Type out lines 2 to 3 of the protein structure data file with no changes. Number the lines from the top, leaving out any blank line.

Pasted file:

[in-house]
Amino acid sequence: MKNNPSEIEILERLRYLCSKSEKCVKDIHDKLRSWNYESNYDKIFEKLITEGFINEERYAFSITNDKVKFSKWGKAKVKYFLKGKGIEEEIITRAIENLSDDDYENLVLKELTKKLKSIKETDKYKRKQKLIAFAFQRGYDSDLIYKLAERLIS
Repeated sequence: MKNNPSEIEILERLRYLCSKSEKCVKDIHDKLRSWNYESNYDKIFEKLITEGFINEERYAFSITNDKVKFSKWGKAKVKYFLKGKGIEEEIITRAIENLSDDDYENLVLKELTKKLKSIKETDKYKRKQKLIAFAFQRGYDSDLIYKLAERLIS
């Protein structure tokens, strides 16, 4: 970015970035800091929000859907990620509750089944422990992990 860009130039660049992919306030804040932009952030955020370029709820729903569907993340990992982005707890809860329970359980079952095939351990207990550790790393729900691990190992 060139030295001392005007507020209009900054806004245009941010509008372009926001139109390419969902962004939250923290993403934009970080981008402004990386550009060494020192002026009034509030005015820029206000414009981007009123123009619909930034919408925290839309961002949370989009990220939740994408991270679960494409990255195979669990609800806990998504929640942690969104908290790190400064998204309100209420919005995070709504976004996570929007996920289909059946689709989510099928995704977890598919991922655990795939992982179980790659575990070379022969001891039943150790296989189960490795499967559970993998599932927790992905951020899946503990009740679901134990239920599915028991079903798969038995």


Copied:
Amino acid sequence: MKNNPSEIEILERLRYLCSKSEKCVKDIHDKLRSWNYESNYDKIFEKLITEGFINEERYAFSITNDKVKFSKWGKAKVKYFLKGKGIEEEIITRAIENLSDDDYENLVLKELTKKLKSIKETDKYKRKQKLIAFAFQRGYDSDLIYKLAERLIS
Repeated sequence: MKNNPSEIEILERLRYLCSKSEKCVKDIHDKLRSWNYESNYDKIFEKLITEGFINEERYAFSITNDKVKFSKWGKAKVKYFLKGKGIEEEIITRAIENLSDDDYENLVLKELTKKLKSIKETDKYKRKQKLIAFAFQRGYDSDLIYKLAERLIS